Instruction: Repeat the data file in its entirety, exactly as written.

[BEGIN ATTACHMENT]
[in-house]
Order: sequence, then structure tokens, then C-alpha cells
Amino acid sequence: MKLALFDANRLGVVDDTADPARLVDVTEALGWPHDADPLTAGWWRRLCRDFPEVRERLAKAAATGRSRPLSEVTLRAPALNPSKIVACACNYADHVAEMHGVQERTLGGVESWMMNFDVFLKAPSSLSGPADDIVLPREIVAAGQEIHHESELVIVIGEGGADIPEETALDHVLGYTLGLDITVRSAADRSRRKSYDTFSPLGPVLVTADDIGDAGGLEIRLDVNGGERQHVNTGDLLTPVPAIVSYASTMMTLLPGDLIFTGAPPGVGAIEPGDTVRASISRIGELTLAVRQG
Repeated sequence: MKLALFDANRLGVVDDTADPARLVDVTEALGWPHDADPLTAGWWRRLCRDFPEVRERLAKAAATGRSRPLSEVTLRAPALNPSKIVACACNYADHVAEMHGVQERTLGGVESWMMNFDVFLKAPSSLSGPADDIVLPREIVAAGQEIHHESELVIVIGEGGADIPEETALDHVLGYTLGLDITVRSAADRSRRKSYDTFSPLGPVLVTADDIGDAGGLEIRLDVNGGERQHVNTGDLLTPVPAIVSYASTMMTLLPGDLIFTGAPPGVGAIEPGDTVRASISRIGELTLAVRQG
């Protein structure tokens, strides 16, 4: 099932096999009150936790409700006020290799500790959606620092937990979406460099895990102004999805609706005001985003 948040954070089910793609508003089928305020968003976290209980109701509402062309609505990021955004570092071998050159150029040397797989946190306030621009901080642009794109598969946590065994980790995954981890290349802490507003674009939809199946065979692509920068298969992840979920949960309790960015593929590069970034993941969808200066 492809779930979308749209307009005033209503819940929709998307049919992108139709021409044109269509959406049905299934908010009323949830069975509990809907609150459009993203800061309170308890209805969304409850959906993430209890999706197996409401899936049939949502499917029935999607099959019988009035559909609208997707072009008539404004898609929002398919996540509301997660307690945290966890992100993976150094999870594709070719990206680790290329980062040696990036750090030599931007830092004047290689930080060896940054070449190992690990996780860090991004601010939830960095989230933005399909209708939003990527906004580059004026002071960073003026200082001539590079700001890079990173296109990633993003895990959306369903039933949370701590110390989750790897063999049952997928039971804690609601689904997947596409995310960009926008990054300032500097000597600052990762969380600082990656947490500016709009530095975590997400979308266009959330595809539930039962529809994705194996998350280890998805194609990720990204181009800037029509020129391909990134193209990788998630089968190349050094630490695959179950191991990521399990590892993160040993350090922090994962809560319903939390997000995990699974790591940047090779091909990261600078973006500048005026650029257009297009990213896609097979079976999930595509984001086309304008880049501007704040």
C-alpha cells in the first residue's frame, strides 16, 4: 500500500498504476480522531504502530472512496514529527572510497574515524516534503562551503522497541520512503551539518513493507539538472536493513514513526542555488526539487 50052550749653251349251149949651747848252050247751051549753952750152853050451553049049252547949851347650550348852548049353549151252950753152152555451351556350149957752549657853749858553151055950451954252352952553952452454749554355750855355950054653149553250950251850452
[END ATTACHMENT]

[in-house]
Order: sequence, then structure tokens, then C-alpha cells
Amino acid sequence: MKLALFDANRLGVVDDTADPARLVDVTEALGWPHDADPLTAGWWRRLCRDFPEVRERLAKAAATGRSRPLSEVTLRAPALNPSKIVACACNYADHVAEMHGVQERTLGGVESWMMNFDVFLKAPSSLSGPADDIVLPREIVAAGQEIHHESELVIVIGEGGADIPEETALDHVLGYTLGLDITVRSAADRSRRKSYDTFSPLGPVLVTADDIGDAGGLEIRLDVNGGERQHVNTGDLLTPVPAIVSYASTMMTLLPGDLIFTGAPPGVGAIEPGDTVRASISRIGELTLAVRQG
Repeated sequence: MKLALFDANRLGVVDDTADPARLVDVTEALGWPHDADPLTAGWWRRLCRDFPEVRERLAKAAATGRSRPLSEVTLRAPALNPSKIVACACNYADHVAEMHGVQERTLGGVESWMMNFDVFLKAPSSLSGPADDIVLPREIVAAGQEIHHESELVIVIGEGGADIPEETALDHVLGYTLGLDITVRSAADRSRRKSYDTFSPLGPVLVTADDIGDAGGLEIRLDVNGGERQHVNTGDLLTPVPAIVSYASTMMTLLPGDLIFTGAPPGVGAIEPGDTVRASISRIGELTLAVRQG
């Protein structure tokens, strides 16, 4: 099932096999009150936790409700006020290799500790959606620092937990979406460099895990102004999805609706005001985003 948040954070089910793609508003089928305020968003976290209980109701509402062309609505990021955004570092071998050159150029040397797989946190306030621009901080642009794109598969946590065994980790995954981890290349802490507003674009939809199946065979692509920068298969992840979920949960309790960015593929590069970034993941969808200066 492809779930979308749209307009005033209503819940929709998307049919992108139709021409044109269509959406049905299934908010009323949830069975509990809907609150459009993203800061309170308890209805969304409850959906993430209890999706197996409401899936049939949502499917029935999607099959019988009035559909609208997707072009008539404004898609929002398919996540509301997660307690945290966890992100993976150094999870594709070719990206680790290329980062040696990036750090030599931007830092004047290689930080060896940054070449190992690990996780860090991004601010939830960095989230933005399909209708939003990527906004580059004026002071960073003026200082001539590079700001890079990173296109990633993003895990959306369903039933949370701590110390989750790897063999049952997928039971804690609601689904997947596409995310960009926008990054300032500097000597600052990762969380600082990656947490500016709009530095975590997400979308266009959330595809539930039962529809994705194996998350280890998805194609990720990204181009800037029509020129391909990134193209990788998630089968190349050094630490695959179950191991990521399990590892993160040993350090922090994962809560319903939390997000995990699974790591940047090779091909990261600078973006500048005026650029257009297009990213896609097979079976999930595509984001086309304008880049501007704040």
C-alpha cells in the first residue's frame, strides 16, 4: 500500500498504476480522531504502530472512496514529527572510497574515524516534503562551503522497541520512503551539518513493507539538472536493513514513526542555488526539487 50052550749653251349251149949651747848252050247751051549753952750152853050451553049049252547949851347650550348852548049353549151252950753152152555451351556350149957752549657853749858553151055950451954252352952553952452454749554355750855355950054653149553250950251850452